Wrecks, Drugs, Rock ‘n Roll
I’ve been constantly chasing that Fantasia high after becoming obsessed with it at an early age. To this day, the experience has been oft overlooked in media; movies and video games that create visuals to further the story being told through music — not the other way around — are few and far between. In recent memory, only Sayonara Wild Hearts comes to mind; luckily, fans of similar musical experiences have another game to explore, as Of Bird and Cage is an intensely dark rock opera featuring a captivating story and anxiety-inducing gameplay wrapped in an interactive music video.
Developed by Capricia Productions and published by All in! Games, Of Bird and Cage is described on its Steam page as “a unique metal album presented through a two-hour-long story-driven game” that invites players to enjoy music in a brand-new way. Featuring incredible talent including: Kobra Paige (Kobra and the Lotus), Davidavi ‘Vidi’ Dolev (Subterranean Masquerade), Ron “Bumblefoot” Thal (ex-Guns N’ Roses), Rob van der Loo (Epica), Ruud Jolie (Within Temptation), Danny Worsnop (Asking Alexandria), Casey Grillo (ex-Kamelot), Rocky Gray (ex-Evanescence), Mike Lepond (Symphony X), Tina Guo, and Snowy Shaw (ex-King Diamond, ex-Therion), Of Bird and Cage asks players to re-evaluate the beloved fairytale Beauty and the Beast and see it for what it truly is: Stockholm Syndrome. A short but bittersweet (heavy on the bitter) experience with multiple endings to explore, Of Bird and Cage is an evocative and emotionally exhausting tale that will grip players long after the credits roll.
Of Bird and Cage focuses on a young woman named Gitta, a tragic figure who’s had nothing but hardships and heartache throughout her whole life. Having grown up in a household filled with abuse, drug use, and neglect, Gitta dreamed of spreading her wings and escaping her wretched life; unfortunately, all she could manage was a dead-end job with a creepy boss, a drug-dealer boyfriend, and a drunk dad who, on a good day, didn’t beat her. Her only respite could be found in-between hits of a designer drug as she played her troubles away at a dive bar’s open mic night, until one fateful night when even that was taken from her. It was that very night when she saw a familiar face in the bar, the catalyst who would send her on a tumultuous journey filled with kidnapping, murder, forgiveness, love, hatred, and revenge that would change her life forever.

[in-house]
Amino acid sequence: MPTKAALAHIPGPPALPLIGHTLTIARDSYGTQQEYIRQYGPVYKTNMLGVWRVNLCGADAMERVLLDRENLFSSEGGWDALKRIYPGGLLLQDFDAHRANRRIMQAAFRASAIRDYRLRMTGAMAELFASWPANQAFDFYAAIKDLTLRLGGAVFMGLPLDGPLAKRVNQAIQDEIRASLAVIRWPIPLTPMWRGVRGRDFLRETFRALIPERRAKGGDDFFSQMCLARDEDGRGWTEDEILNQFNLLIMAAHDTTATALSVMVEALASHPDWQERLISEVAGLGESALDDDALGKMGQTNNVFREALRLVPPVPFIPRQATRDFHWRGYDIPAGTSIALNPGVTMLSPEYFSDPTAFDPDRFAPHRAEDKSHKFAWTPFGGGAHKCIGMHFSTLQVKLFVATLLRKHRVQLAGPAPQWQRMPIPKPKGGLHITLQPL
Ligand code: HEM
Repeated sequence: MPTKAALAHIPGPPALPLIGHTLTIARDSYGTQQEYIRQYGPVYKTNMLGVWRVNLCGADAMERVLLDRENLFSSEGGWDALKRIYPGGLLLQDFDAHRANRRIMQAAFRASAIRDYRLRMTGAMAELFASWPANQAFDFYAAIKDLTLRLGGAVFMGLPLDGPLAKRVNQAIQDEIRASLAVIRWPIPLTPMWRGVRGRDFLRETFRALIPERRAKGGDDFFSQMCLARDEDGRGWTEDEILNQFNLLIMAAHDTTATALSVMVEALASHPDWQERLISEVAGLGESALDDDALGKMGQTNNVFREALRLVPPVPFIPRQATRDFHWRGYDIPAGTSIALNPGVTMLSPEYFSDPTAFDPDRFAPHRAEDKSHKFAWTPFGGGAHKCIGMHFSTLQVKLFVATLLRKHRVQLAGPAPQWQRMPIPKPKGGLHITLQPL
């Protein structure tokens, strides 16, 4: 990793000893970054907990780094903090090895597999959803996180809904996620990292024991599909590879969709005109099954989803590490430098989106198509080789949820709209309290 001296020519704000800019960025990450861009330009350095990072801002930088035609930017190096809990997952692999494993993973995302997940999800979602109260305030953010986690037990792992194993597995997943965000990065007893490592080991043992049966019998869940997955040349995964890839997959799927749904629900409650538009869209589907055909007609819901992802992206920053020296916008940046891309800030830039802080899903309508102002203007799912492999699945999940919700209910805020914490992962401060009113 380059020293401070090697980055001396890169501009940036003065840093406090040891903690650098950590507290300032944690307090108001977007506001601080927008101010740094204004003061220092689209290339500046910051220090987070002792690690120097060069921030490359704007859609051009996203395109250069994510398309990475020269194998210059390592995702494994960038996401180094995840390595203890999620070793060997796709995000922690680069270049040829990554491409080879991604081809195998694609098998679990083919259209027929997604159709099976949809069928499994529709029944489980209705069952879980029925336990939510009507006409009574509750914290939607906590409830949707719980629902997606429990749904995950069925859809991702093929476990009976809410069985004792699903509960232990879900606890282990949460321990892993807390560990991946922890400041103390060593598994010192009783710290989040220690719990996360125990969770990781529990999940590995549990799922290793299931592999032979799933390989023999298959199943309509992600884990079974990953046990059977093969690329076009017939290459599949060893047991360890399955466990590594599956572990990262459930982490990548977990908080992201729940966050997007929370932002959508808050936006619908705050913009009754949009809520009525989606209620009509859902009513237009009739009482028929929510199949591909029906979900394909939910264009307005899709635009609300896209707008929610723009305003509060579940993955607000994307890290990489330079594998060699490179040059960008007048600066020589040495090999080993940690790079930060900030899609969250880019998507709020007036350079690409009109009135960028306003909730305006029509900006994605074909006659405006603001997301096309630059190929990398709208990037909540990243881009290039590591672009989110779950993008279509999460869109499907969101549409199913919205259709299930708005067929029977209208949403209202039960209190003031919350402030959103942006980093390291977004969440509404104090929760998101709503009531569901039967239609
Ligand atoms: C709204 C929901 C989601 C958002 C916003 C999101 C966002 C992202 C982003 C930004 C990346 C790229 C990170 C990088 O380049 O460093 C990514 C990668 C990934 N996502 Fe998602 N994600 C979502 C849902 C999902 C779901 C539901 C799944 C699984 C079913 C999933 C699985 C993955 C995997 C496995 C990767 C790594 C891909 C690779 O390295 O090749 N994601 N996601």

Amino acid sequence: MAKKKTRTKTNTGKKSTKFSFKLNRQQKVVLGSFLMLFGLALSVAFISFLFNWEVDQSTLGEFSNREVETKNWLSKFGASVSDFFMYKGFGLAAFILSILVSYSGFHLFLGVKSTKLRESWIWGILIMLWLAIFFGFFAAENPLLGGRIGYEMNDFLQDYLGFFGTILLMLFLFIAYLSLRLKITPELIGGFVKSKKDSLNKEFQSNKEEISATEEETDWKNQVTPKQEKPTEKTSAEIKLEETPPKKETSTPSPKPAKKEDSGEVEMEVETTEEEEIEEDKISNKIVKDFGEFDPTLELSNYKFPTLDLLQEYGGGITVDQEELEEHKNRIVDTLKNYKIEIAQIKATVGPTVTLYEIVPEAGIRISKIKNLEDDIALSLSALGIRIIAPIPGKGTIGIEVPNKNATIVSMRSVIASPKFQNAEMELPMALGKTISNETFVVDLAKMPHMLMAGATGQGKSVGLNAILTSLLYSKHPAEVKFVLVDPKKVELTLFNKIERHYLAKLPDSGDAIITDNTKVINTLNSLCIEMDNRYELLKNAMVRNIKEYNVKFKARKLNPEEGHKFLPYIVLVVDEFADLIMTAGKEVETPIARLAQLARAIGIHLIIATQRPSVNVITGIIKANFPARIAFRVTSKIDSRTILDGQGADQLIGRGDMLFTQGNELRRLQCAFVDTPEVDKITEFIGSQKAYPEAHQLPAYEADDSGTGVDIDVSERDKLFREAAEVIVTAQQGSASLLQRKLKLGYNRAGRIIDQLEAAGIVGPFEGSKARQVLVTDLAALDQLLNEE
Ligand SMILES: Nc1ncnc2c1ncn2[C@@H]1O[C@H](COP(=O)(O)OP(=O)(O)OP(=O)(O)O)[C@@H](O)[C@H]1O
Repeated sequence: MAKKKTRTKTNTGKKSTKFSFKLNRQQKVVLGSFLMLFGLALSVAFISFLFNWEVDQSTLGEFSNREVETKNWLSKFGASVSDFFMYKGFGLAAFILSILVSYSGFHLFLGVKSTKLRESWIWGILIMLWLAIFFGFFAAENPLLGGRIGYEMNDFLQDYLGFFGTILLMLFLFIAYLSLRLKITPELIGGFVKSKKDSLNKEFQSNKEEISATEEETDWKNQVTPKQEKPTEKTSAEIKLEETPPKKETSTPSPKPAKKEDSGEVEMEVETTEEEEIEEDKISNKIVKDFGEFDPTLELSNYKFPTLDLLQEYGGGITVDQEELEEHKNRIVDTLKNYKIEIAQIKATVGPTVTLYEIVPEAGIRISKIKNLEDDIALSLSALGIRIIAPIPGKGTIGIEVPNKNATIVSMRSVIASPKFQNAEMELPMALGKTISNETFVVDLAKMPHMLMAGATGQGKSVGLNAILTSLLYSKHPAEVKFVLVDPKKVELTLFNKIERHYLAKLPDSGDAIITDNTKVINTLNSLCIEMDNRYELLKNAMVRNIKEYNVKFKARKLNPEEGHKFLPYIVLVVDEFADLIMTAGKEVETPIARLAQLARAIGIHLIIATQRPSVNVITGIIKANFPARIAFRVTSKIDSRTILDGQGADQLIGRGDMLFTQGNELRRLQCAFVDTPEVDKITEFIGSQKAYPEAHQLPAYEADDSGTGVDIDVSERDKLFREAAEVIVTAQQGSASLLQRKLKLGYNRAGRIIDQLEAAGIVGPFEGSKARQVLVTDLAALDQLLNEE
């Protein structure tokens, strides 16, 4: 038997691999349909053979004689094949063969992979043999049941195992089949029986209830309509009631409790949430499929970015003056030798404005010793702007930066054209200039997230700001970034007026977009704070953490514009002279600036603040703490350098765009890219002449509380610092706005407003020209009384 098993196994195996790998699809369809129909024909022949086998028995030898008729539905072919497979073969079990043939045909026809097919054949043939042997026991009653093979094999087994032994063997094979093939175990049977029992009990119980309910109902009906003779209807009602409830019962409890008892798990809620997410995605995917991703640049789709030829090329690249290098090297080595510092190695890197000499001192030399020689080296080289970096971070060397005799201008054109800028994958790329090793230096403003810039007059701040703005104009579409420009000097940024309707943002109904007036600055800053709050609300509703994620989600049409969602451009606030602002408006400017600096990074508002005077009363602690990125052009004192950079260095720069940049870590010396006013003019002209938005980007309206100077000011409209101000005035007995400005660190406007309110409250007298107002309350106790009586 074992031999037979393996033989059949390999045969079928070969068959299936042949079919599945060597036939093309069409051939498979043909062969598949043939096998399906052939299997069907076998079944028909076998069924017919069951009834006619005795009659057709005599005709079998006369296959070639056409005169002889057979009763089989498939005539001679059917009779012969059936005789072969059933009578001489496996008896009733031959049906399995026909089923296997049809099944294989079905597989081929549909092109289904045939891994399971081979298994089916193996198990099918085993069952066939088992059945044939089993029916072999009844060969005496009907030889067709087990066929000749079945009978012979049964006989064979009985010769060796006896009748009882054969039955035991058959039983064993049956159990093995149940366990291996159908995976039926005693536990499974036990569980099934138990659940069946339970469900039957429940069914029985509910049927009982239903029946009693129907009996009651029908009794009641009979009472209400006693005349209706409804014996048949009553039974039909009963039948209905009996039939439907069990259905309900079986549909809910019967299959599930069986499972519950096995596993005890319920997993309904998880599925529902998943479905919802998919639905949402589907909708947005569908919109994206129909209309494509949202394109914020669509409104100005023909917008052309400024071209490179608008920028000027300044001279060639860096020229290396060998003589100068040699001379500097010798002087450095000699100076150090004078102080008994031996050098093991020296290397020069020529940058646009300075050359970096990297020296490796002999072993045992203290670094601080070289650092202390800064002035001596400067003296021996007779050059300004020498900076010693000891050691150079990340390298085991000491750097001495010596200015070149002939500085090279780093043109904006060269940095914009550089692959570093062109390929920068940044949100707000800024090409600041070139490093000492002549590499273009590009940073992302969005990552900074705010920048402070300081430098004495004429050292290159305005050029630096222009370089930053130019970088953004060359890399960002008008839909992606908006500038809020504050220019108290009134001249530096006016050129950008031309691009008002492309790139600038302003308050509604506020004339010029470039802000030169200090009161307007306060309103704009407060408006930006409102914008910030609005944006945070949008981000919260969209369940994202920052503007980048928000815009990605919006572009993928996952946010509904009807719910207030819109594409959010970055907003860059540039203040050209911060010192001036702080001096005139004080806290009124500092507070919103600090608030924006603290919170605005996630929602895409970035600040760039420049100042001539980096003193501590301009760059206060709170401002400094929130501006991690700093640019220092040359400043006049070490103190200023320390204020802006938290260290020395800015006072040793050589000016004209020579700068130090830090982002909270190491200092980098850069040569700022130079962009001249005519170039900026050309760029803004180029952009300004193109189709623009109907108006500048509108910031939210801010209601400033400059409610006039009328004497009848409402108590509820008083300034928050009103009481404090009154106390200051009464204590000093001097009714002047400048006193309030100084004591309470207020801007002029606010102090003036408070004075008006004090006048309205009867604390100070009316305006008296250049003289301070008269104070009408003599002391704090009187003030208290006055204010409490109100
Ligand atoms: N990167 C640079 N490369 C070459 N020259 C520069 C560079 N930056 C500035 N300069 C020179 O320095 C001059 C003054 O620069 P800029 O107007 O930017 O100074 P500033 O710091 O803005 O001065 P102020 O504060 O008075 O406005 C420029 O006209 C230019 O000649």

I’m going to cut right to the chase and talk music: Of Bird and Cage is POWERFUL, all caps. Heavy metal headbangers with captivating vocals serve to not only set the mood but tell the story. This is most obviously felt through the lyrics, with each vocalist depicting their respective character’s mental state, but the rhythm and beats do plenty of painting on their own, the characters’ movements often tied to one or the other. Someone might break down a door or brutally execute another right on beat, story and music locked in-step as your knuckles turn white from gripping your seat. As for those lyrics, they start off awesome but slowly evolve into something that feels less like a musical and more like an opera in terms of delivery and off-beat rhyming, and as long as you frame it that way, it works just fine.
Gameplay in Of Bird and Cage is mostly puzzle-based, which boils down to essentially getting Gitta out of one predicament or another. What starts out as a barfight turns into a run for her life, further evolving into trying to escape from her kidnapper’s lair and even saving other victims. At certain points of the story, Gitta will be faced with a decision that will nudge her down the path to one of four endings, such as forgiving her kidnapper or killing those who did her wrong. Those choices will determine what puzzles Gitta is forced to do, such as barricading a warehouse in preparation for a shoot-out with cops or trying to escape a chloroform-fueled mental prison. Said puzzles have time limits, indicated by a meter at the bottom of the screen draining from left to right. If you don’t finish the puzzles before the song ends and the meter reaches zero, you’ve failed the round and sealed your fate: accept what comes next.